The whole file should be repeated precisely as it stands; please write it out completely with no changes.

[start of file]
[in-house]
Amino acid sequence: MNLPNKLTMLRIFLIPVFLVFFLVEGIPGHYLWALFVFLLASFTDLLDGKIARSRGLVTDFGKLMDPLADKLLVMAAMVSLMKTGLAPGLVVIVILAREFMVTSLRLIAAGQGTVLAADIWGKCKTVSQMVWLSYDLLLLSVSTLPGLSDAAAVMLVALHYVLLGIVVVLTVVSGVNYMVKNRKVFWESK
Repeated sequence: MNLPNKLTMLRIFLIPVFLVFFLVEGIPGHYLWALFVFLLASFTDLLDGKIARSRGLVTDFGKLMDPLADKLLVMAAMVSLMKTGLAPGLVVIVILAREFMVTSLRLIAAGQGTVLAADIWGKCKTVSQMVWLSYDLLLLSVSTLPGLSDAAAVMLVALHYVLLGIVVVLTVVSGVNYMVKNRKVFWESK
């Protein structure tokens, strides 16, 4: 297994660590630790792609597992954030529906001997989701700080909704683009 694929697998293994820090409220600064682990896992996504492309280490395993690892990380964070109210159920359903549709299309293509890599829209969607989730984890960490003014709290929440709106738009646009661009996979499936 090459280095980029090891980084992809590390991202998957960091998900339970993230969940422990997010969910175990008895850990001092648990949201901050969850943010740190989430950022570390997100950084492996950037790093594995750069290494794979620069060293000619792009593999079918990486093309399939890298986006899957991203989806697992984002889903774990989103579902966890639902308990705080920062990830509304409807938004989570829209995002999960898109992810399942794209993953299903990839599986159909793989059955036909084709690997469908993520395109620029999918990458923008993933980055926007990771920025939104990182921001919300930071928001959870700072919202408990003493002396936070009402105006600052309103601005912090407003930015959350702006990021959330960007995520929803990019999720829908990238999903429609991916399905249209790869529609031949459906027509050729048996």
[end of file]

[in-house]
Amino acid sequence: MNLPNKLTMLRIFLIPVFLVFFLVEGIPGHYLWALFVFLLASFTDLLDGKIARSRGLVTDFGKLMDPLADKLLVMAAMVSLMKTGLAPGLVVIVILAREFMVTSLRLIAAGQGTVLAADIWGKCKTVSQMVWLSYDLLLLSVSTLPGLSDAAAVMLVALHYVLLGIVVVLTVVSGVNYMVKNRKVFWESK
Repeated sequence: MNLPNKLTMLRIFLIPVFLVFFLVEGIPGHYLWALFVFLLASFTDLLDGKIARSRGLVTDFGKLMDPLADKLLVMAAMVSLMKTGLAPGLVVIVILAREFMVTSLRLIAAGQGTVLAADIWGKCKTVSQMVWLSYDLLLLSVSTLPGLSDAAAVMLVALHYVLLGIVVVLTVVSGVNYMVKNRKVFWESK
């Protein structure tokens, strides 16, 4: 297994660590630790792609597992954030529906001997989701700080909704683009 694929697998293994820090409220600064682990896992996504492309280490395993690892990380964070109210159920359903549709299309293509890599829209969607989730984890960490003014709290929440709106738009646009661009996979499936 090459280095980029090891980084992809590390991202998957960091998900339970993230969940422990997010969910175990008895850990001092648990949201901050969850943010740190989430950022570390997100950084492996950037790093594995750069290494794979620069060293000619792009593999079918990486093309399939890298986006899957991203989806697992984002889903774990989103579902966890639902308990705080920062990830509304409807938004989570829209995002999960898109992810399942794209993953299903990839599986159909793989059955036909084709690997469908993520395109620029999918990458923008993933980055926007990771920025939104990182921001919300930071928001959870700072919202408990003493002396936070009402105006600052309103601005912090407003930015959350702006990021959330960007995520929803990019999720829908990238999903429609991916399905249209790869529609031949459906027509050729048996």